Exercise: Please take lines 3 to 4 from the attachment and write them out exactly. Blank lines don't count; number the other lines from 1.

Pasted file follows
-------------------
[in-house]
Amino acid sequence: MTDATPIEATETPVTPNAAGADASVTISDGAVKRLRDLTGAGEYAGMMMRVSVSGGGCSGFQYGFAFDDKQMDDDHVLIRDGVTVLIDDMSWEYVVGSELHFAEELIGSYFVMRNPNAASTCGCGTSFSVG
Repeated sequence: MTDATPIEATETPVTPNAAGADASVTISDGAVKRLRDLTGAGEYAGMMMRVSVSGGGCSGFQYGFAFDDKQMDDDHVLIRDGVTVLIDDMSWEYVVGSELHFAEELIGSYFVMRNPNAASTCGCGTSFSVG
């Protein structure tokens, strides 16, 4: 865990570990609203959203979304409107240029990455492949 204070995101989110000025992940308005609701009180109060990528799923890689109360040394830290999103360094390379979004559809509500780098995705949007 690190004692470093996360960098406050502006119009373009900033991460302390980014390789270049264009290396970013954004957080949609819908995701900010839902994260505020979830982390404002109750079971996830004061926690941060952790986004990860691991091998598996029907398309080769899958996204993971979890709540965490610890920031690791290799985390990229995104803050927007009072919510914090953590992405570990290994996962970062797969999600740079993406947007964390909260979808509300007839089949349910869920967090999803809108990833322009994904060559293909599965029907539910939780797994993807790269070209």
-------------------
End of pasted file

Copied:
Repeated sequence: MTDATPIEATETPVTPNAAGADASVTISDGAVKRLRDLTGAGEYAGMMMRVSVSGGGCSGFQYGFAFDDKQMDDDHVLIRDGVTVLIDDMSWEYVVGSELHFAEELIGSYFVMRNPNAASTCGCGTSFSVG
């Protein structure tokens, strides 16, 4: 865990570990609203959203979304409107240029990455492949 204070995101989110000025992940308005609701009180109060990528799923890689109360040394830290999103360094390379979004559809509500780098995705949007 690190004692470093996360960098406050502006119009373009900033991460302390980014390789270049264009290396970013954004957080949609819908995701900010839902994260505020979830982390404002109750079971996830004061926690941060952790986004990860691991091998598996029907398309080769899958996204993971979890709540965490610890920031690791290799985390990229995104803050927007009072919510914090953590992405570990290994996962970062797969999600740079993406947007964390909260979808509300007839089949349910869920967090999803809108990833322009994904060559293909599965029907539910939780797994993807790269070209």